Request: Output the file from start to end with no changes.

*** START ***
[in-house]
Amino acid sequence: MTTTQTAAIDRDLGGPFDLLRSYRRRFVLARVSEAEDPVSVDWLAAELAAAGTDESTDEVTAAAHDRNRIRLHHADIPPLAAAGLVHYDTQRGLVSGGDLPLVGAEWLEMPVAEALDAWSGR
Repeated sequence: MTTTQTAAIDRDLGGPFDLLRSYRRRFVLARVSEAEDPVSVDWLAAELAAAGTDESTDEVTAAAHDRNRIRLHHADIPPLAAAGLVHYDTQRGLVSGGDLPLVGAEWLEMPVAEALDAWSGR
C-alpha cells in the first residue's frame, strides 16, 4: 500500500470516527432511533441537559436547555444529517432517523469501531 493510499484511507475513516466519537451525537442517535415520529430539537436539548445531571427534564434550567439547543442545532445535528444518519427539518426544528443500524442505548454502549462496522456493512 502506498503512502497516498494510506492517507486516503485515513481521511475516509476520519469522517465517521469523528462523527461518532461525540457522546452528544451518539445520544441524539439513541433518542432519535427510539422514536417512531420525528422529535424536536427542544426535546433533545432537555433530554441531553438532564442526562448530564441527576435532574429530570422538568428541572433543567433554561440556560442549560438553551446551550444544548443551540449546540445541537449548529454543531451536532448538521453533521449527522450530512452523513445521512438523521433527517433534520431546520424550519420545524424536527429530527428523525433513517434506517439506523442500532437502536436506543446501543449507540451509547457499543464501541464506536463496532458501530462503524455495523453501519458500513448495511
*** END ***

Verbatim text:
[in-house]
Amino acid sequence: MTTTQTAAIDRDLGGPFDLLRSYRRRFVLARVSEAEDPVSVDWLAAELAAAGTDESTDEVTAAAHDRNRIRLHHADIPPLAAAGLVHYDTQRGLVSGGDLPLVGAEWLEMPVAEALDAWSGR
Repeated sequence: MTTTQTAAIDRDLGGPFDLLRSYRRRFVLARVSEAEDPVSVDWLAAELAAAGTDESTDEVTAAAHDRNRIRLHHADIPPLAAAGLVHYDTQRGLVSGGDLPLVGAEWLEMPVAEALDAWSGR
C-alpha cells in the first residue's frame, strides 16, 4: 500500500470516527432511533441537559436547555444529517432517523469501531 493510499484511507475513516466519537451525537442517535415520529430539537436539548445531571427534564434550567439547543442545532445535528444518519427539518426544528443500524442505548454502549462496522456493512 502506498503512502497516498494510506492517507486516503485515513481521511475516509476520519469522517465517521469523528462523527461518532461525540457522546452528544451518539445520544441524539439513541433518542432519535427510539422514536417512531420525528422529535424536536427542544426535546433533545432537555433530554441531553438532564442526562448530564441527576435532574429530570422538568428541572433543567433554561440556560442549560438553551446551550444544548443551540449546540445541537449548529454543531451536532448538521453533521449527522450530512452523513445521512438523521433527517433534520431546520424550519420545524424536527429530527428523525433513517434506517439506523442500532437502536436506543446501543449507540451509547457499543464501541464506536463496532458501530462503524455495523453501519458500513448495511